This video describes two categories of states that have emerged in developing countries – developmental and predatory states – in terms of the economic relations they promote.
The gap between rich and poor countries may have widened in recent decades, and developing countries have tried a variety of ways to bridge that gap. In the mid-20th century, countries generally tried two paths: Import-substitution industrialization – a strategy involving protecting domestic industries from international competition – and export led-growth – a strategy to promote domestic firms by helping them export to the global market. Export-led growth was adopted by countries like Japan and South Korea that successfully bridged the gap to become among the richest in the world, and economists have used this evidence to argue that strategies that promote trade rather than protectionism are better on their economic merits. Without getting into that debate, what we are going to talk about today is the underlying conditions that allowed Japan and South Korea to successfully promote a variety of industries in international markets.
Peter Evans in States and Industrial Transformation describes the type of state institutions that promoted economic development in South Korea in particular. Noting that most definitions of the state focus on its coercive power, he argues that modern states are more defined by their economic role. All modern states are involved in their economies, he says, the question is not how much but what kind. States that succeed at promoting economic growth are called “developmental states” and feature embeddedness and autonomy. Embeddedness means they have strong connections between state and society – allowing bureaucrats to know best which industries might have a competitive advantage and to negotiate successfully among economic actors. Autonomy means that the state is able to take a step back and think about its citizens’ long-term interests and goals rather than simply represent the interests of different groups. Developmental states have Weberian bureaucracies full of highly skilled professional organized into hierarchies, but still interact with societal actors (NGOs, companies, labor) at all levels of bureaucracy.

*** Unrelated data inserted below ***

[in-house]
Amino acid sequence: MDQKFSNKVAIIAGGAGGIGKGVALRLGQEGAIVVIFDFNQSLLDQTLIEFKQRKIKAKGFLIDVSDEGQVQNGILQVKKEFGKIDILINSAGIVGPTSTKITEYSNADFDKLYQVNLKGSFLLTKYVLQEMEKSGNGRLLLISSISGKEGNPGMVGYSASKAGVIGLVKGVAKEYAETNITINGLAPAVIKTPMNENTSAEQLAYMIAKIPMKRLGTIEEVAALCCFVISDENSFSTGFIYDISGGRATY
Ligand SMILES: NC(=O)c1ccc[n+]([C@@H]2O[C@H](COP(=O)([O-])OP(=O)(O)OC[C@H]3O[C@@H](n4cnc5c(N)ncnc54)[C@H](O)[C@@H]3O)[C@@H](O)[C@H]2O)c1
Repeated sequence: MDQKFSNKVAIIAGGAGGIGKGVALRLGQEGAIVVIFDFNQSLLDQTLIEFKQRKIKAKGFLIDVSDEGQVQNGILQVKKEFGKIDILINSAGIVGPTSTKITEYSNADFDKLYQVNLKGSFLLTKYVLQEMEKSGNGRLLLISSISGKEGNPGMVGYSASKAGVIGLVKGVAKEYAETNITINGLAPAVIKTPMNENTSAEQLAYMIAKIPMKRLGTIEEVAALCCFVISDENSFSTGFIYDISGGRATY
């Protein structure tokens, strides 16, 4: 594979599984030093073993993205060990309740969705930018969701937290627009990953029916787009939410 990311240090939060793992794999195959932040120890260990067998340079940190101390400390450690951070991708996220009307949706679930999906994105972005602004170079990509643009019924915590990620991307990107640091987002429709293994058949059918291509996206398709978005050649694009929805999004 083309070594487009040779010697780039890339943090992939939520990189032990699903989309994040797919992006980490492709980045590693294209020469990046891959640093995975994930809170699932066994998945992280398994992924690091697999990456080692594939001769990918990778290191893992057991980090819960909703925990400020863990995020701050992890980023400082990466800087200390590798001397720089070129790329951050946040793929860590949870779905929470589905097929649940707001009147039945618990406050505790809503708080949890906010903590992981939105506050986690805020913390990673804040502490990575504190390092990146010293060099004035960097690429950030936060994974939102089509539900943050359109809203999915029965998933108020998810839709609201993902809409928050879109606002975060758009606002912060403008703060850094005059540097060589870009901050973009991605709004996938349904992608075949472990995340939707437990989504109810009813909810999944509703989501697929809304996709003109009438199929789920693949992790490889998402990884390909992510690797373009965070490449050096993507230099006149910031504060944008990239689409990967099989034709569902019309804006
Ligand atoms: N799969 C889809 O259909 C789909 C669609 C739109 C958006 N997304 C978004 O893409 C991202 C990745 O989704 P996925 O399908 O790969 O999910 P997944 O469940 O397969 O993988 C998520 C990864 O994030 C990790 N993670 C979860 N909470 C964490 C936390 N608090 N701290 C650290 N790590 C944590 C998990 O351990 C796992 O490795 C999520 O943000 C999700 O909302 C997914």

Developmental states are contrasted with predatory states, which allow leaders and their allies to use the state to advance their personal interests. Predatory states are defined by patron-client relationships – individuals with access to power (such as members of a presidential clique) build networks of supporters by offering perks like jobs or exclusive contracts to those who are loyal to them. This environment fosters corruption rather than growth, since aid goes to the companies with closest ties to the leadership rather than those best able to compete in international or domestic markets. Predatory states often enforce their rule through repression and are characterized by rent-seeking.
In sum, in predatory states, a small group of elites “capture” the state and use the bureaucracy to advance their interests.
While predatory states are dictatorships and developmental states are often associated with “inclusive institutions,” not all developmental states are democracies. South Korea did not hold free and fair elections until 1987, but pursued successful economic strategies before then. In addition, while South Korea is a model developmental state that pursued export-led growth, the two terms are not equivalent. Brazil was the model for import substitution industrialization and, as Evans notes, also featured characteristics of a developmental state (it was an intermediate case).